Footnotes on the Forecastle…
Author: David Foster Wallace
What makes something funny? Is it the bizarre story, the unique characters or the style of the delivery? How crucial is it that you be a member of the target audience? Or is it all much more intangible than that? These kinds of thoughts were frequently flopping around my brain as I read A Supposedly Fun Thing I’ll Never Do Again, a comedic essay by David Foster Wallace. Unfortunately, I don’t think it helped me answer any of the above questions¹.
Wallace rose to prominence in the 1990s with the groundbreaking (and massive) novel Infinite Jest, which quickly made a timely jump onto lists of the 100 best novels of the 20th century. Shortly after its publication, Harper’s asked him to write a travel essay about a one week excursion on a Caribbean luxury liner. So in March 1995, he booked a 7-Night Caribbean Cruise on the Zenith, a colossal white 47 ton ship owned by Celebrity Cruises Inc.
This lengthy essay describes Wallace’s subsequent seaborne week in great detail, embarking from Fort Lauderdale and cruising much of the western Caribbean. He carefully critiques the food and accommodations, the restaurant wait staff, the housecleaners – even the towel guys – making numerous friends and enemies along the way. When he’s not assessing the finer points of the showerhead in his bathroom or describing his efforts at skeet shooting on the poop deck, he reveals much about the cruise ship industry, including a psychologically wide ranging analysis of their finely honed marketing strategies.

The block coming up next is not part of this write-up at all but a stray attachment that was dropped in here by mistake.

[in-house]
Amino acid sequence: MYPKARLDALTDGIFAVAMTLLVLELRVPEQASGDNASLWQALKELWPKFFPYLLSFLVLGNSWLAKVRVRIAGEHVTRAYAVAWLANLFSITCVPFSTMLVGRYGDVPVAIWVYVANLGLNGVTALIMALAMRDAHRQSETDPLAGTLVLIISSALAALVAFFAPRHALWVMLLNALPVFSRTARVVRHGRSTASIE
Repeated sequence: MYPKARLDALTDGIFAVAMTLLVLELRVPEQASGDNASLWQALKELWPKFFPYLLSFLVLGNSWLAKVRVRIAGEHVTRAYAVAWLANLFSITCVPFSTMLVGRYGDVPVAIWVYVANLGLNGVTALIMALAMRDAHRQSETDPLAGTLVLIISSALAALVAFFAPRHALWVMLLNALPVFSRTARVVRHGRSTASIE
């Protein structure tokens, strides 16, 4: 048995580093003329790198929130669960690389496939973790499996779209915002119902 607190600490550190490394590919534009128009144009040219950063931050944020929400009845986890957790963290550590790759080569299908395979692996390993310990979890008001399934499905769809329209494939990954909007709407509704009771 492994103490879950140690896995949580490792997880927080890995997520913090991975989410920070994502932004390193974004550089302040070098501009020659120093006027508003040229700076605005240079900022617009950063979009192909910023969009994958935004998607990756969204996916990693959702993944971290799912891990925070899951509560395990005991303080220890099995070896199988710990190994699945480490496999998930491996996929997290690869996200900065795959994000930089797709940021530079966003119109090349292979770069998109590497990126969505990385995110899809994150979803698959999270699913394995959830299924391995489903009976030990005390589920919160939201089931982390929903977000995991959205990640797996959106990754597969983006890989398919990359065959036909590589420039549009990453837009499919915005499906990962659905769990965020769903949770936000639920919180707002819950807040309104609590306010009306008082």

While the actual story itself lacks any significant pizazz, it’s Wallace’s writing style that grabs most of my attention. He uses a vocabulary not meant for mere mortals. With myriad polysyllabic words that only an English major could love and an abundance of wacky neologisms, the New Oxford American Dictionary on my Kindle is still trying to recover. Throw in a constant barrage of footnotes² and Wallace consistently provides an inimitably convoluted ride, even if he’s just writing about the mint on his pillow.
But is it funny? Maybe it was fifteen years ago when his unique style was undoubtedly more groundbreaking, but much of his humor seems forced to me and overall it leaves me with a rather negative vibe. To be honest, I have to say that Wallace’s subsequent suicide in 2008 probably has a significant impact on my assessment, particularly when he makes light of his own – and other passenger’s – mental health problems.
In the end, A Supposedly Fun Thing I’ll Never Do Again is a one-of-a-kind look at the Caribbean cruise industry of the 1990s by an undeniably bright, gifted and influential writer who died too young³. While I didn’t enjoy it as much as I hoped to, I’m not averse to giving some of Wallace’s other work a try in the future.
¹But I did get good at reading footnotes.
²Exactly 137 of them.
— D. Driftless
ship photo by Matti Paavola